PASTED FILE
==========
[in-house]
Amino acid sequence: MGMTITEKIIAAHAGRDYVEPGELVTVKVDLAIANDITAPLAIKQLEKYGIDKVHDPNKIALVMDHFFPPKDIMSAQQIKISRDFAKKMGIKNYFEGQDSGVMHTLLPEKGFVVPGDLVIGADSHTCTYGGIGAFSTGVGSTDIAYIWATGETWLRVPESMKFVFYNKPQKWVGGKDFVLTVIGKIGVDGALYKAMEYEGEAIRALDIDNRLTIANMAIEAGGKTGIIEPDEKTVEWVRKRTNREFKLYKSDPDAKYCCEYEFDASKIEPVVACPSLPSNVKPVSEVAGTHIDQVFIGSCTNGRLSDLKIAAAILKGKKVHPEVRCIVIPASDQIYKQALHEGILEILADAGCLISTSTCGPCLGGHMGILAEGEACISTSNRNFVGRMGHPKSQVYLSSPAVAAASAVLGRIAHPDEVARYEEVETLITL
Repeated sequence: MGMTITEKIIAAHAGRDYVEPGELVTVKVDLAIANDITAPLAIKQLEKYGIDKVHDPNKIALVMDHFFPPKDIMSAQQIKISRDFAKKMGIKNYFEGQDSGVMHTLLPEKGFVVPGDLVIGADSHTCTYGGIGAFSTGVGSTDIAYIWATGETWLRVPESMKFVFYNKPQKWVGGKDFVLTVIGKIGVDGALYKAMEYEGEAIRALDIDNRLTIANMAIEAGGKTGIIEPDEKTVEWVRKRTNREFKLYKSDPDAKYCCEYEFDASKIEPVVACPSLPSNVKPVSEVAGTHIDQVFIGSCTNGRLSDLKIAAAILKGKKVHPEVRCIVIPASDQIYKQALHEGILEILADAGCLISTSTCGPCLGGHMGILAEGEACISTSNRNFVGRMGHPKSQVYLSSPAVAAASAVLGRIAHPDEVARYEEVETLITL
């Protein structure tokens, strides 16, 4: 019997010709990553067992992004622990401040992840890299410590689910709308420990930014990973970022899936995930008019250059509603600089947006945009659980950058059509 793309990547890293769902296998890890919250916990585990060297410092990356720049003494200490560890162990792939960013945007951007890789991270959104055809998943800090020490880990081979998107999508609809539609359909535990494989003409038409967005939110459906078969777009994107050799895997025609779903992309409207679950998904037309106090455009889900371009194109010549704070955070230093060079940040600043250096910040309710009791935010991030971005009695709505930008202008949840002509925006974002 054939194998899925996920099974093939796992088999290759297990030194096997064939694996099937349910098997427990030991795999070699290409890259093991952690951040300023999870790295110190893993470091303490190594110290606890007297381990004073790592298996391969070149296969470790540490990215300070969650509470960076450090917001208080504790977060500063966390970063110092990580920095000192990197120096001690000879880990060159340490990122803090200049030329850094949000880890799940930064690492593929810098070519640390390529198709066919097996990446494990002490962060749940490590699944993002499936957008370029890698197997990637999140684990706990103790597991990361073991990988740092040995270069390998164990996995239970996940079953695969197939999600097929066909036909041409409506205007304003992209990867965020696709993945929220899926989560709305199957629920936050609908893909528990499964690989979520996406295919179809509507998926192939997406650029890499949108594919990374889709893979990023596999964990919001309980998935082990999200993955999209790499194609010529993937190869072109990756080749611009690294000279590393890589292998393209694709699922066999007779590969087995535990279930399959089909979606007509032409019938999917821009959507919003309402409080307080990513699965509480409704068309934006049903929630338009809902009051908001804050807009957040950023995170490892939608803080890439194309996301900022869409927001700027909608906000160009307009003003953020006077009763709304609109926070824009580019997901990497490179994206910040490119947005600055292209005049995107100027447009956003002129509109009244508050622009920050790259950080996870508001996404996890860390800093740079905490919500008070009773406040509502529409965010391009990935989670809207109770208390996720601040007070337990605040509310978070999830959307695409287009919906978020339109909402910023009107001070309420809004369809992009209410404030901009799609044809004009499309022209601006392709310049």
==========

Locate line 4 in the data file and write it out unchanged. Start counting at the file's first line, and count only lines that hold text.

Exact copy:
């Protein structure tokens, strides 16, 4: 019997010709990553067992992004622990401040992840890299410590689910709308420990930014990973970022899936995930008019250059509603600089947006945009659980950058059509 793309990547890293769902296998890890919250916990585990060297410092990356720049003494200490560890162990792939960013945007951007890789991270959104055809998943800090020490880990081979998107999508609809539609359909535990494989003409038409967005939110459906078969777009994107050799895997025609779903992309409207679950998904037309106090455009889900371009194109010549704070955070230093060079940040600043250096910040309710009791935010991030971005009695709505930008202008949840002509925006974002 054939194998899925996920099974093939796992088999290759297990030194096997064939694996099937349910098997427990030991795999070699290409890259093991952690951040300023999870790295110190893993470091303490190594110290606890007297381990004073790592298996391969070149296969470790540490990215300070969650509470960076450090917001208080504790977060500063966390970063110092990580920095000192990197120096001690000879880990060159340490990122803090200049030329850094949000880890799940930064690492593929810098070519640390390529198709066919097996990446494990002490962060749940490590699944993002499936957008370029890698197997990637999140684990706990103790597991990361073991990988740092040995270069390998164990996995239970996940079953695969197939999600097929066909036909041409409506205007304003992209990867965020696709993945929220899926989560709305199957629920936050609908893909528990499964690989979520996406295919179809509507998926192939997406650029890499949108594919990374889709893979990023596999964990919001309980998935082990999200993955999209790499194609010529993937190869072109990756080749611009690294000279590393890589292998393209694709699922066999007779590969087995535990279930399959089909979606007509032409019938999917821009959507919003309402409080307080990513699965509480409704068309934006049903929630338009809902009051908001804050807009957040950023995170490892939608803080890439194309996301900022869409927001700027909608906000160009307009003003953020006077009763709304609109926070824009580019997901990497490179994206910040490119947005600055292209005049995107100027447009956003002129509109009244508050622009920050790259950080996870508001996404996890860390800093740079905490919500008070009773406040509502529409965010391009990935989670809207109770208390996720601040007070337990605040509310978070999830959307695409287009919906978020339109909402910023009107001070309420809004369809992009209410404030901009799609044809004009499309022209601006392709310049």